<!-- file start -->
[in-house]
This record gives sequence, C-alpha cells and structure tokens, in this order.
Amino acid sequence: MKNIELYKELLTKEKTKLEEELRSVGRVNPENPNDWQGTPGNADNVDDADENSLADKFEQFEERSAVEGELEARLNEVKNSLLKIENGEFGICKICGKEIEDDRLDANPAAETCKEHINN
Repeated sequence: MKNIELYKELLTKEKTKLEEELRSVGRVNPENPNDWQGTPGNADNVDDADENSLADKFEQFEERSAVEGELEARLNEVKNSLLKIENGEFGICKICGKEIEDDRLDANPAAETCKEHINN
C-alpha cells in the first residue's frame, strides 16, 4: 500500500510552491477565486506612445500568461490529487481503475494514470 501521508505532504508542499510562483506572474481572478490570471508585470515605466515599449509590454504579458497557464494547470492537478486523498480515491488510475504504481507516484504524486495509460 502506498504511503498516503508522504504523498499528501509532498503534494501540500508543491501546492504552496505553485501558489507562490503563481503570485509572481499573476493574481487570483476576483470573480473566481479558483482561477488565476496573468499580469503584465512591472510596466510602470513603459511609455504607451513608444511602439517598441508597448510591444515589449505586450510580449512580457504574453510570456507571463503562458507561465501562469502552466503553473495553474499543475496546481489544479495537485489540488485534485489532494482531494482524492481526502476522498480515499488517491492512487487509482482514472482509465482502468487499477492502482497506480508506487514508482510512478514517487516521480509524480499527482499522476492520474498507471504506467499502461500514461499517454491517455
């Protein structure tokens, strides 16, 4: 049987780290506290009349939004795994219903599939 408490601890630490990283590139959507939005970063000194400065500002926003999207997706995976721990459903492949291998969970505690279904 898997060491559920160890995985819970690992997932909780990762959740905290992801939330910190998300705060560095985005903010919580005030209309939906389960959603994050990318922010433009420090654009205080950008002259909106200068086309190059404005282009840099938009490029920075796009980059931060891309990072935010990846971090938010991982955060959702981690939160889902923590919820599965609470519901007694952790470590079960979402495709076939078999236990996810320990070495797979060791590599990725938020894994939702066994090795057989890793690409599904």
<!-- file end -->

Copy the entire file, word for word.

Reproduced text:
[in-house]
This record gives sequence, C-alpha cells and structure tokens, in this order.
Amino acid sequence: MKNIELYKELLTKEKTKLEEELRSVGRVNPENPNDWQGTPGNADNVDDADENSLADKFEQFEERSAVEGELEARLNEVKNSLLKIENGEFGICKICGKEIEDDRLDANPAAETCKEHINN
Repeated sequence: MKNIELYKELLTKEKTKLEEELRSVGRVNPENPNDWQGTPGNADNVDDADENSLADKFEQFEERSAVEGELEARLNEVKNSLLKIENGEFGICKICGKEIEDDRLDANPAAETCKEHINN
C-alpha cells in the first residue's frame, strides 16, 4: 500500500510552491477565486506612445500568461490529487481503475494514470 501521508505532504508542499510562483506572474481572478490570471508585470515605466515599449509590454504579458497557464494547470492537478486523498480515491488510475504504481507516484504524486495509460 502506498504511503498516503508522504504523498499528501509532498503534494501540500508543491501546492504552496505553485501558489507562490503563481503570485509572481499573476493574481487570483476576483470573480473566481479558483482561477488565476496573468499580469503584465512591472510596466510602470513603459511609455504607451513608444511602439517598441508597448510591444515589449505586450510580449512580457504574453510570456507571463503562458507561465501562469502552466503553473495553474499543475496546481489544479495537485489540488485534485489532494482531494482524492481526502476522498480515499488517491492512487487509482482514472482509465482502468487499477492502482497506480508506487514508482510512478514517487516521480509524480499527482499522476492520474498507471504506467499502461500514461499517454491517455
């Protein structure tokens, strides 16, 4: 049987780290506290009349939004795994219903599939 408490601890630490990283590139959507939005970063000194400065500002926003999207997706995976721990459903492949291998969970505690279904 898997060491559920160890995985819970690992997932909780990762959740905290992801939330910190998300705060560095985005903010919580005030209309939906389960959603994050990318922010433009420090654009205080950008002259909106200068086309190059404005282009840099938009490029920075796009980059931060891309990072935010990846971090938010991982955060959702981690939160889902923590919820599965609470519901007694952790470590079960979402495709076939078999236990996810320990070495797979060791590599990725938020894994939702066994090795057989890793690409599904």